Handmade - Sławomir Wojciechowski

Today, objects age at a lightning pace. They are only required to survive a short period from their manufacture to the market release of a new model. Their subsequent fate is indifferent. They can look great and work great, but it is embarrassing to use them as gifts; nor can they be passed on to the next generation like you used to inherit an umbrella, pen, or chest of drawers. 

Falling for a short moment into human hands, series of identical devices are made by machines. Perhaps it is also why we find it hard to establish a durable, emotional relationship with them. Although not busy anymore with material production, hands continue to “work hard”: they select, compare, order, repair, disseminate knowledge, social ideas and values. Their actions express our reflections, anxieties, and dreams. 

Sadly, our hands are also keen to destroy.

Stanisław Lem once imagined a mysterious planet called Eden, organised in a way so distant from human perception that it was hard to fathom altogether. On that planet abandoned by an alien civilisation, astronauts found a factory in a crazy circle of production and recycling: items produced were immediately recycled into materials needed for the production of identical items.

The Eden factory surpassed our modern factories be it only with its perfect recycling mechanism, which remains a utopia on Earth. The factory’s lunatic loop may seem innocent from our point of view: no profit, no loss.

Compared to Eden, our own factories resemble crazy monsters. The products they excrete must serve consumers as shortly as possible; it is uneconomical to repair or recycle them. Once damaged, they are hidden somewhere or sent to poorer countries. Factories hire the best engineers to come up with ever more sophisticated faults, hidden defects, uptime limits, and so forth. The madness of modern production blurs the ancient rational laws. Factories rotate in a ritual dance around the god of consumption. Priests of consumerism talk about the free market, rating agencies, GDP, stock market speculation, casting their spells. They warn against decreasing our donations: the hungry god would devour us.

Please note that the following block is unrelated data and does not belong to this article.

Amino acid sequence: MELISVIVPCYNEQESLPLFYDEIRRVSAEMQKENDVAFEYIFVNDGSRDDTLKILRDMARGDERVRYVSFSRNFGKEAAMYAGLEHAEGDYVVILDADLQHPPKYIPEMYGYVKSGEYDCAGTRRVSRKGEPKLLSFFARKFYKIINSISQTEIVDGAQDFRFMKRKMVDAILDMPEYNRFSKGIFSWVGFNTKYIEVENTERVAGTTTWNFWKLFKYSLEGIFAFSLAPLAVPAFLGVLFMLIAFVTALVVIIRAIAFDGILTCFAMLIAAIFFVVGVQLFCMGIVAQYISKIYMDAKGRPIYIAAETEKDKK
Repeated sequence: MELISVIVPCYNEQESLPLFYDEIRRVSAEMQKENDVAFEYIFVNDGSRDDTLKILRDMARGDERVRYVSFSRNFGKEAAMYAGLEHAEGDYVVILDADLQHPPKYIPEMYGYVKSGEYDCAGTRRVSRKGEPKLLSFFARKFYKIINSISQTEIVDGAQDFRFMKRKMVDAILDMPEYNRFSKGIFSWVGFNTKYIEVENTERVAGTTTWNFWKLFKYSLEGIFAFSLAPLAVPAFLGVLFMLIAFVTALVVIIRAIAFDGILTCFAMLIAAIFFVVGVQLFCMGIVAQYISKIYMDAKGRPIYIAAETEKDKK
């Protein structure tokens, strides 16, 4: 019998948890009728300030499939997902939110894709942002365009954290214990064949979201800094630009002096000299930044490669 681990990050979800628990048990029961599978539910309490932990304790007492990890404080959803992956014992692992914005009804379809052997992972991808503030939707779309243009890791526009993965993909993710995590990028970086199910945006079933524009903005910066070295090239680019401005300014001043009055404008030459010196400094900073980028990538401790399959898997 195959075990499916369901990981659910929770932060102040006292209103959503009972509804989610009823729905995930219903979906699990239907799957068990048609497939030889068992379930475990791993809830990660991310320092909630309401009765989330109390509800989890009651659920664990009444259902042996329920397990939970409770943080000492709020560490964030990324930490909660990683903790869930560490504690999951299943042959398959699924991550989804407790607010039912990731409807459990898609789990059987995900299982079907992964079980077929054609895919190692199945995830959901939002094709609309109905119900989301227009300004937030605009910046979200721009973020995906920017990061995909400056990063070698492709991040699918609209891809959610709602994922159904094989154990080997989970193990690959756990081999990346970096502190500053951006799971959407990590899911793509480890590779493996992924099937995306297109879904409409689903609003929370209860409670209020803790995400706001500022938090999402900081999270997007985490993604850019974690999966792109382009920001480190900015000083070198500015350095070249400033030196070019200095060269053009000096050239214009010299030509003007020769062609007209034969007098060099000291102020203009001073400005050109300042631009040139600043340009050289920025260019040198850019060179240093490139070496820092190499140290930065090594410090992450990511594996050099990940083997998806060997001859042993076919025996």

In this chaos, it is hard to notice that this deregulated system self-generates absurd profits, while the lack of control over their distribution becomes a fundamental issue of the modern world. Acting within the system, experts on investment, moderation, and savings earn, by pure inertia, regardless of their competences or merits, salaries several hundred times higher than the average taxpayer’s wage. 

Thus we have crazy factories and their priests. We also have a growing mass of the faithful and practicing who sacrifice new, expensive, nicely packaged products on the altar of the god of consumption. Milk containers are broken in shops (there are also the first martyrs: broken legs, arms, jaws, rankings of the worst lethal Black Friday accidents), newly purchased gadgets are subjected to “endurance tests” using hammers, food processors, blow torches, or drills. There are popular series: knife versus mobile phone, knife versus springboard, chainsaw versus vacuum cleaner. There are Nutella baths and new computers sinking into dry ice. Before sinking, a computer can be additionally smashed with a crowbar, shovel, axe, chair, or new games console. 

These innumerable series of merry ceremonies are praised by millions of internet users: as we know, they contribute to GDP and crucial international ratings. In the nearest future, we might witness things surprising from a provincial perspective. Someone crushes a newly bought car with a giant hammer; a group of people fires machine guns against computers in a forest. Let us not be surprised. Wise experts will explain how all this was paid for with our taxes for the benefit of the free market economy. 

Sławomir Wojciechowski